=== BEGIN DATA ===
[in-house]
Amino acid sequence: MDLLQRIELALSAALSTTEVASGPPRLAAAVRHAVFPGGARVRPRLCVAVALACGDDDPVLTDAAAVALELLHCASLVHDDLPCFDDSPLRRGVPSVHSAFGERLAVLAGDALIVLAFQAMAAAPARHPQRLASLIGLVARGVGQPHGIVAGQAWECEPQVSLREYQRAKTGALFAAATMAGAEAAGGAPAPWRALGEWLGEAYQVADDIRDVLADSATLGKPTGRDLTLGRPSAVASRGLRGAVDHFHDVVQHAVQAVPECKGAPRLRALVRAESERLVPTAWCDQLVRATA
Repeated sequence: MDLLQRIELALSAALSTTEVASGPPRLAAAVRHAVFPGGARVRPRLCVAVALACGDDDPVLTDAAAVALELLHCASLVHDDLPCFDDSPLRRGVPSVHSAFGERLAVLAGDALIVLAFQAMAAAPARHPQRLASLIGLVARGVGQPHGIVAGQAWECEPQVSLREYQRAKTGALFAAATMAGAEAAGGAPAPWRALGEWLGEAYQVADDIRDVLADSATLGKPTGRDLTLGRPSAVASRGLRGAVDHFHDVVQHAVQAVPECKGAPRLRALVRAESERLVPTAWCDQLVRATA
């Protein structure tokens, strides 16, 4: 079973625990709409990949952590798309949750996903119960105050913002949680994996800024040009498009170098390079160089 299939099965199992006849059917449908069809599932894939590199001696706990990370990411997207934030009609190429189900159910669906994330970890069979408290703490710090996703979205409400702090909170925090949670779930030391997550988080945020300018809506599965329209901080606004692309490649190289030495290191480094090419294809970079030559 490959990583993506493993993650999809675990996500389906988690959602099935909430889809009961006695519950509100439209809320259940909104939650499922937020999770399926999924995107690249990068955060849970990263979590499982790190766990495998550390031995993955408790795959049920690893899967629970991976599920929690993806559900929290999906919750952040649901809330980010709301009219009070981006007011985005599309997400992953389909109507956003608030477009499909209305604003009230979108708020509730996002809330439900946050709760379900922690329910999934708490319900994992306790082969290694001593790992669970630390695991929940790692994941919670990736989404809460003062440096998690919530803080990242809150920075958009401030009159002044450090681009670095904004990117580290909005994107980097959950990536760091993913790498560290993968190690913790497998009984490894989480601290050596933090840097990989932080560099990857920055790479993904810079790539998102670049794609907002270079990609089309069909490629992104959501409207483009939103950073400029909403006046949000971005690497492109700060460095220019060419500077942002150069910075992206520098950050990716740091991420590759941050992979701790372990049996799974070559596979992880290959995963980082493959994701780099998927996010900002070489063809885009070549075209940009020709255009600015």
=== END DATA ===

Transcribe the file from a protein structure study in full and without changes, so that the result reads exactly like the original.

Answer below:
[in-house]
Amino acid sequence: MDLLQRIELALSAALSTTEVASGPPRLAAAVRHAVFPGGARVRPRLCVAVALACGDDDPVLTDAAAVALELLHCASLVHDDLPCFDDSPLRRGVPSVHSAFGERLAVLAGDALIVLAFQAMAAAPARHPQRLASLIGLVARGVGQPHGIVAGQAWECEPQVSLREYQRAKTGALFAAATMAGAEAAGGAPAPWRALGEWLGEAYQVADDIRDVLADSATLGKPTGRDLTLGRPSAVASRGLRGAVDHFHDVVQHAVQAVPECKGAPRLRALVRAESERLVPTAWCDQLVRATA
Repeated sequence: MDLLQRIELALSAALSTTEVASGPPRLAAAVRHAVFPGGARVRPRLCVAVALACGDDDPVLTDAAAVALELLHCASLVHDDLPCFDDSPLRRGVPSVHSAFGERLAVLAGDALIVLAFQAMAAAPARHPQRLASLIGLVARGVGQPHGIVAGQAWECEPQVSLREYQRAKTGALFAAATMAGAEAAGGAPAPWRALGEWLGEAYQVADDIRDVLADSATLGKPTGRDLTLGRPSAVASRGLRGAVDHFHDVVQHAVQAVPECKGAPRLRALVRAESERLVPTAWCDQLVRATA
């Protein structure tokens, strides 16, 4: 079973625990709409990949952590798309949750996903119960105050913002949680994996800024040009498009170098390079160089 299939099965199992006849059917449908069809599932894939590199001696706990990370990411997207934030009609190429189900159910669906994330970890069979408290703490710090996703979205409400702090909170925090949670779930030391997550988080945020300018809506599965329209901080606004692309490649190289030495290191480094090419294809970079030559 490959990583993506493993993650999809675990996500389906988690959602099935909430889809009961006695519950509100439209809320259940909104939650499922937020999770399926999924995107690249990068955060849970990263979590499982790190766990495998550390031995993955408790795959049920690893899967629970991976599920929690993806559900929290999906919750952040649901809330980010709301009219009070981006007011985005599309997400992953389909109507956003608030477009499909209305604003009230979108708020509730996002809330439900946050709760379900922690329910999934708490319900994992306790082969290694001593790992669970630390695991929940790692994941919670990736989404809460003062440096998690919530803080990242809150920075958009401030009159002044450090681009670095904004990117580290909005994107980097959950990536760091993913790498560290993968190690913790497998009984490894989480601290050596933090840097990989932080560099990857920055790479993904810079790539998102670049794609907002270079990609089309069909490629992104959501409207483009939103950073400029909403006046949000971005690497492109700060460095220019060419500077942002150069910075992206520098950050990716740091991420590759941050992979701790372990049996799974070559596979992880290959995963980082493959994701780099998927996010900002070489063809885009070549075209940009020709255009600015």